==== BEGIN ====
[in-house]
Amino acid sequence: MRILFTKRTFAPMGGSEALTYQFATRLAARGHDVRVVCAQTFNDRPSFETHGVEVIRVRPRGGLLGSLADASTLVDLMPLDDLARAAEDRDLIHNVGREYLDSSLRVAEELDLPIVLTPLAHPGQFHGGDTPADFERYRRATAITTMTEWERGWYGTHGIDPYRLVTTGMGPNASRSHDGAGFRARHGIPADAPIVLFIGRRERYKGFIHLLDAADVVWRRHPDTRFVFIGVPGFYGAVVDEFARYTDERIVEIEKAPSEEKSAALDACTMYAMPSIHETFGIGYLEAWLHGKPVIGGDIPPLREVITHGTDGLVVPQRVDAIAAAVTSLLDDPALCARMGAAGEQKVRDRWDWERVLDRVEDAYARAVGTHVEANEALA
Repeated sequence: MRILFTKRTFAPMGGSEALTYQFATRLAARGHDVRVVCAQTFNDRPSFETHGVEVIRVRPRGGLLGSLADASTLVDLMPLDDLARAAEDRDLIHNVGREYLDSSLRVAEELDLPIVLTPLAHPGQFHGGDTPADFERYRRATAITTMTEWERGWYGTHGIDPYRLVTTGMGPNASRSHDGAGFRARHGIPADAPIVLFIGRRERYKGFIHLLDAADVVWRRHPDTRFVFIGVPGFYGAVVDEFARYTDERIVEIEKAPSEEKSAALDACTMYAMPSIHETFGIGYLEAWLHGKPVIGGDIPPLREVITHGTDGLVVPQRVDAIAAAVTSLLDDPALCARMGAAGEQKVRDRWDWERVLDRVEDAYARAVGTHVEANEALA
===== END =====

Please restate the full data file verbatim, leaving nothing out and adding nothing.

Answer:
[in-house]
Amino acid sequence: MRILFTKRTFAPMGGSEALTYQFATRLAARGHDVRVVCAQTFNDRPSFETHGVEVIRVRPRGGLLGSLADASTLVDLMPLDDLARAAEDRDLIHNVGREYLDSSLRVAEELDLPIVLTPLAHPGQFHGGDTPADFERYRRATAITTMTEWERGWYGTHGIDPYRLVTTGMGPNASRSHDGAGFRARHGIPADAPIVLFIGRRERYKGFIHLLDAADVVWRRHPDTRFVFIGVPGFYGAVVDEFARYTDERIVEIEKAPSEEKSAALDACTMYAMPSIHETFGIGYLEAWLHGKPVIGGDIPPLREVITHGTDGLVVPQRVDAIAAAVTSLLDDPALCARMGAAGEQKVRDRWDWERVLDRVEDAYARAVGTHVEANEALA
Repeated sequence: MRILFTKRTFAPMGGSEALTYQFATRLAARGHDVRVVCAQTFNDRPSFETHGVEVIRVRPRGGLLGSLADASTLVDLMPLDDLARAAEDRDLIHNVGREYLDSSLRVAEELDLPIVLTPLAHPGQFHGGDTPADFERYRRATAITTMTEWERGWYGTHGIDPYRLVTTGMGPNASRSHDGAGFRARHGIPADAPIVLFIGRRERYKGFIHLLDAADVVWRRHPDTRFVFIGVPGFYGAVVDEFARYTDERIVEIEKAPSEEKSAALDACTMYAMPSIHETFGIGYLEAWLHGKPVIGGDIPPLREVITHGTDGLVVPQRVDAIAAAVTSLLDDPALCARMGAAGEQKVRDRWDWERVLDRVEDAYARAVGTHVEANEALA